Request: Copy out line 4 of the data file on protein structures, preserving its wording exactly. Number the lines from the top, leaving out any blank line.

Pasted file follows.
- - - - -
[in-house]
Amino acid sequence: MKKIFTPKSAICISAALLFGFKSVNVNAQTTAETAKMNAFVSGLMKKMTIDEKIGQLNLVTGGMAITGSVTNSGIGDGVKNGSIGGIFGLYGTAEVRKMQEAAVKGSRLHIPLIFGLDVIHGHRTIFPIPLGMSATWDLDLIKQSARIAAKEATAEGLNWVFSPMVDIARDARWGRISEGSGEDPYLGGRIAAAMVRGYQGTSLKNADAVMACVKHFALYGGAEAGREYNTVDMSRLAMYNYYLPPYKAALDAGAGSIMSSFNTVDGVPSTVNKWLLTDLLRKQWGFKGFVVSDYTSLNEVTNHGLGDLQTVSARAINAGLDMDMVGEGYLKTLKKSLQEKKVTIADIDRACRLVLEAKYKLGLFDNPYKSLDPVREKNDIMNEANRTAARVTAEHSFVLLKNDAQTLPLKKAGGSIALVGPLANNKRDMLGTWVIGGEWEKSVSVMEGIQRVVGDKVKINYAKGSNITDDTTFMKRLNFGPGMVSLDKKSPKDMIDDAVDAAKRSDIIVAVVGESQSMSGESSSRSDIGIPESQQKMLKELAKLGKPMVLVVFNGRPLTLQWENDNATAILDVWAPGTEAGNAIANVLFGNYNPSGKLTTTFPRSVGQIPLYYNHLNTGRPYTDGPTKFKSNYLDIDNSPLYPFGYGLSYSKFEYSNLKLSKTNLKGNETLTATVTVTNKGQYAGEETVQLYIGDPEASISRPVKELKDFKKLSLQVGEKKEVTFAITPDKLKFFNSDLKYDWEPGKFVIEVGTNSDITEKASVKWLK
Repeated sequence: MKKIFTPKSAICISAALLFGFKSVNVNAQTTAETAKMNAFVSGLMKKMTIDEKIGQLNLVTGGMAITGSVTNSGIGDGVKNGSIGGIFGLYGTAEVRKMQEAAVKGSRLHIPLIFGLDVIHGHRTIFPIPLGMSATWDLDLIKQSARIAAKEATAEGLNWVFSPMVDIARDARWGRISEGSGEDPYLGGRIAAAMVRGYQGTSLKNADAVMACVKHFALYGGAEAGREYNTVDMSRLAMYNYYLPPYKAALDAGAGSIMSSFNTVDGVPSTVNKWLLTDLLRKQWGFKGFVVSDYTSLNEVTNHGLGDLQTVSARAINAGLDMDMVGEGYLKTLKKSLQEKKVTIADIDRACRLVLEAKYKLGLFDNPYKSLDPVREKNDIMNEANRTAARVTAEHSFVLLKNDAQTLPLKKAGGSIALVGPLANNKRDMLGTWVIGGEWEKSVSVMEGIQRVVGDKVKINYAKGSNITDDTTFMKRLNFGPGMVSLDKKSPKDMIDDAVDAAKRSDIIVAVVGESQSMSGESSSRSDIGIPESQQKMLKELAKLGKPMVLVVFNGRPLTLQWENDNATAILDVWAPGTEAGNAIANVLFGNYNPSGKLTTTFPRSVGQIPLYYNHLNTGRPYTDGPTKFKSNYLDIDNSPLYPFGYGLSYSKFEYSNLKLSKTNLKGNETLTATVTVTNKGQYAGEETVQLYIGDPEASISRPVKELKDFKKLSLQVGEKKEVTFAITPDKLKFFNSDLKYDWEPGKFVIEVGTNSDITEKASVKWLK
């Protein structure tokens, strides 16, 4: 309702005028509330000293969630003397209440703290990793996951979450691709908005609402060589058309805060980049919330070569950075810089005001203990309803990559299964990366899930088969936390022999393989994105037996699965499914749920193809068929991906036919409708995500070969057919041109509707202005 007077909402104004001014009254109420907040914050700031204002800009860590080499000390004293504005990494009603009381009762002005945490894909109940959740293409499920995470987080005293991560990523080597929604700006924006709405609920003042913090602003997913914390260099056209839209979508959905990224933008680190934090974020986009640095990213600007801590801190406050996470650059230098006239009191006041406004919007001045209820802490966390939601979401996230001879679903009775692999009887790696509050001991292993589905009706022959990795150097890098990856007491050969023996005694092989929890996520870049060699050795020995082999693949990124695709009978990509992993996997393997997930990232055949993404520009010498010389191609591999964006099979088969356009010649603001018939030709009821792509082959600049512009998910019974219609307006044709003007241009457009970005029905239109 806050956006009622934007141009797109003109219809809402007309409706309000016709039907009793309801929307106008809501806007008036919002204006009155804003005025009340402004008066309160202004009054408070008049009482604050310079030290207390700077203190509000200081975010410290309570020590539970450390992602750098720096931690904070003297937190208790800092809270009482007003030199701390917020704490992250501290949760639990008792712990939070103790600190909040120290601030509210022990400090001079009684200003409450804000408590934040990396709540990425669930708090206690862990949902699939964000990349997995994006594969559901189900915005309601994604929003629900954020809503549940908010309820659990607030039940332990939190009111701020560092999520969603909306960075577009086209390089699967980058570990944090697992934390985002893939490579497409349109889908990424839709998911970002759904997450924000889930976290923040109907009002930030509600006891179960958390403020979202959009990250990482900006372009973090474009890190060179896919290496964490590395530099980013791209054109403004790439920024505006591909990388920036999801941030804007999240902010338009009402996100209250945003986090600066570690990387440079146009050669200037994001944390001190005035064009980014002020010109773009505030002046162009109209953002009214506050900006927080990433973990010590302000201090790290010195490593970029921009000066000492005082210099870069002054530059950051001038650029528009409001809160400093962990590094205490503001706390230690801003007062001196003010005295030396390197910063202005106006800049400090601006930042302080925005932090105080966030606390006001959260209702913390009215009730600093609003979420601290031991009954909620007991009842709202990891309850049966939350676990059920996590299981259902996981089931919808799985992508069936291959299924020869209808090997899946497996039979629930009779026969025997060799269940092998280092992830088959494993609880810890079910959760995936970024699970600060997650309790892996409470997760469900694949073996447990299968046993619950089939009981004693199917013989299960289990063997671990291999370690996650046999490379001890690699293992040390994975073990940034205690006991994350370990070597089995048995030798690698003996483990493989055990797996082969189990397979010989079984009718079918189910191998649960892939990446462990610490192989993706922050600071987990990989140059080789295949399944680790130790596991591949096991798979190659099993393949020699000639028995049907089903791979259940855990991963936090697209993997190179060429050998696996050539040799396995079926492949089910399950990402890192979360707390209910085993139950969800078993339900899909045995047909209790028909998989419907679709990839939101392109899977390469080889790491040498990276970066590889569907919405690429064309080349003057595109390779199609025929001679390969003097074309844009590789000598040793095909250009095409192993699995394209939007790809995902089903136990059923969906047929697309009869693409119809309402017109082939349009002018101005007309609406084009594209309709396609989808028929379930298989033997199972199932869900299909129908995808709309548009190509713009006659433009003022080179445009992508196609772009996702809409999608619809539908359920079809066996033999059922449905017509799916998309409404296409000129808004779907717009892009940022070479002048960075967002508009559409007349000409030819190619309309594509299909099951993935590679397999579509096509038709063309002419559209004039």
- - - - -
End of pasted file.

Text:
């Protein structure tokens, strides 16, 4: 309702005028509330000293969630003397209440703290990793996951979450691709908005609402060589058309805060980049919330070569950075810089005001203990309803990559299964990366899930088969936390022999393989994105037996699965499914749920193809068929991906036919409708995500070969057919041109509707202005 007077909402104004001014009254109420907040914050700031204002800009860590080499000390004293504005990494009603009381009762002005945490894909109940959740293409499920995470987080005293991560990523080597929604700006924006709405609920003042913090602003997913914390260099056209839209979508959905990224933008680190934090974020986009640095990213600007801590801190406050996470650059230098006239009191006041406004919007001045209820802490966390939601979401996230001879679903009775692999009887790696509050001991292993589905009706022959990795150097890098990856007491050969023996005694092989929890996520870049060699050795020995082999693949990124695709009978990509992993996997393997997930990232055949993404520009010498010389191609591999964006099979088969356009010649603001018939030709009821792509082959600049512009998910019974219609307006044709003007241009457009970005029905239109 806050956006009622934007141009797109003109219809809402007309409706309000016709039907009793309801929307106008809501806007008036919002204006009155804003005025009340402004008066309160202004009054408070008049009482604050310079030290207390700077203190509000200081975010410290309570020590539970450390992602750098720096931690904070003297937190208790800092809270009482007003030199701390917020704490992250501290949760639990008792712990939070103790600190909040120290601030509210022990400090001079009684200003409450804000408590934040990396709540990425669930708090206690862990949902699939964000990349997995994006594969559901189900915005309601994604929003629900954020809503549940908010309820659990607030039940332990939190009111701020560092999520969603909306960075577009086209390089699967980058570990944090697992934390985002893939490579497409349109889908990424839709998911970002759904997450924000889930976290923040109907009002930030509600006891179960958390403020979202959009990250990482900006372009973090474009890190060179896919290496964490590395530099980013791209054109403004790439920024505006591909990388920036999801941030804007999240902010338009009402996100209250945003986090600066570690990387440079146009050669200037994001944390001190005035064009980014002020010109773009505030002046162009109209953002009214506050900006927080990433973990010590302000201090790290010195490593970029921009000066000492005082210099870069002054530059950051001038650029528009409001809160400093962990590094205490503001706390230690801003007062001196003010005295030396390197910063202005106006800049400090601006930042302080925005932090105080966030606390006001959260209702913390009215009730600093609003979420601290031991009954909620007991009842709202990891309850049966939350676990059920996590299981259902996981089931919808799985992508069936291959299924020869209808090997899946497996039979629930009779026969025997060799269940092998280092992830088959494993609880810890079910959760995936970024699970600060997650309790892996409470997760469900694949073996447990299968046993619950089939009981004693199917013989299960289990063997671990291999370690996650046999490379001890690699293992040390994975073990940034205690006991994350370990070597089995048995030798690698003996483990493989055990797996082969189990397979010989079984009718079918189910191998649960892939990446462990610490192989993706922050600071987990990989140059080789295949399944680790130790596991591949096991798979190659099993393949020699000639028995049907089903791979259940855990991963936090697209993997190179060429050998696996050539040799396995079926492949089910399950990402890192979360707390209910085993139950969800078993339900899909045995047909209790028909998989419907679709990839939101392109899977390469080889790491040498990276970066590889569907919405690429064309080349003057595109390779199609025929001679390969003097074309844009590789000598040793095909250009095409192993699995394209939007790809995902089903136990059923969906047929697309009869693409119809309402017109082939349009002018101005007309609406084009594209309709396609989808028929379930298989033997199972199932869900299909129908995808709309548009190509713009006659433009003022080179445009992508196609772009996702809409999608619809539908359920079809066996033999059922449905017509799916998309409404296409000129808004779907717009892009940022070479002048960075967002508009559409007349000409030819190619309309594509299909099951993935590679397999579509096509038709063309002419559209004039």